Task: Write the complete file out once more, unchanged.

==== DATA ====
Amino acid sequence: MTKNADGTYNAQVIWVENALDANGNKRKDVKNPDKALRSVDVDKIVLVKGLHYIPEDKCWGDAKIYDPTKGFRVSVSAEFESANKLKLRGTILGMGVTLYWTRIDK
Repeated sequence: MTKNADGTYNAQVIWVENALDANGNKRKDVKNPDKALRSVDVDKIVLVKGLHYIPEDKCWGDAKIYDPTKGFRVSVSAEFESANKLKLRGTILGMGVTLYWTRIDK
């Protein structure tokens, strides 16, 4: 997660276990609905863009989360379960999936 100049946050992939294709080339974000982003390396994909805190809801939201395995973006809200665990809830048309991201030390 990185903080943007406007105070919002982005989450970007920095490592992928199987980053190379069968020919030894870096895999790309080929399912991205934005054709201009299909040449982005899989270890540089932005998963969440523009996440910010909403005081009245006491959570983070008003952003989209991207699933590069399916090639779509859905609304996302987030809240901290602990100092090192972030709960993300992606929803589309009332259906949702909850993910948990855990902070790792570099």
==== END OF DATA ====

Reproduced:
Amino acid sequence: MTKNADGTYNAQVIWVENALDANGNKRKDVKNPDKALRSVDVDKIVLVKGLHYIPEDKCWGDAKIYDPTKGFRVSVSAEFESANKLKLRGTILGMGVTLYWTRIDK
Repeated sequence: MTKNADGTYNAQVIWVENALDANGNKRKDVKNPDKALRSVDVDKIVLVKGLHYIPEDKCWGDAKIYDPTKGFRVSVSAEFESANKLKLRGTILGMGVTLYWTRIDK
């Protein structure tokens, strides 16, 4: 997660276990609905863009989360379960999936 100049946050992939294709080339974000982003390396994909805190809801939201395995973006809200665990809830048309991201030390 990185903080943007406007105070919002982005989450970007920095490592992928199987980053190379069968020919030894870096895999790309080929399912991205934005054709201009299909040449982005899989270890540089932005998963969440523009996440910010909403005081009245006491959570983070008003952003989209991207699933590069399916090639779509859905609304996302987030809240901290602990100092090192972030709960993300992606929803589309009332259906949702909850993910948990855990902070790792570099």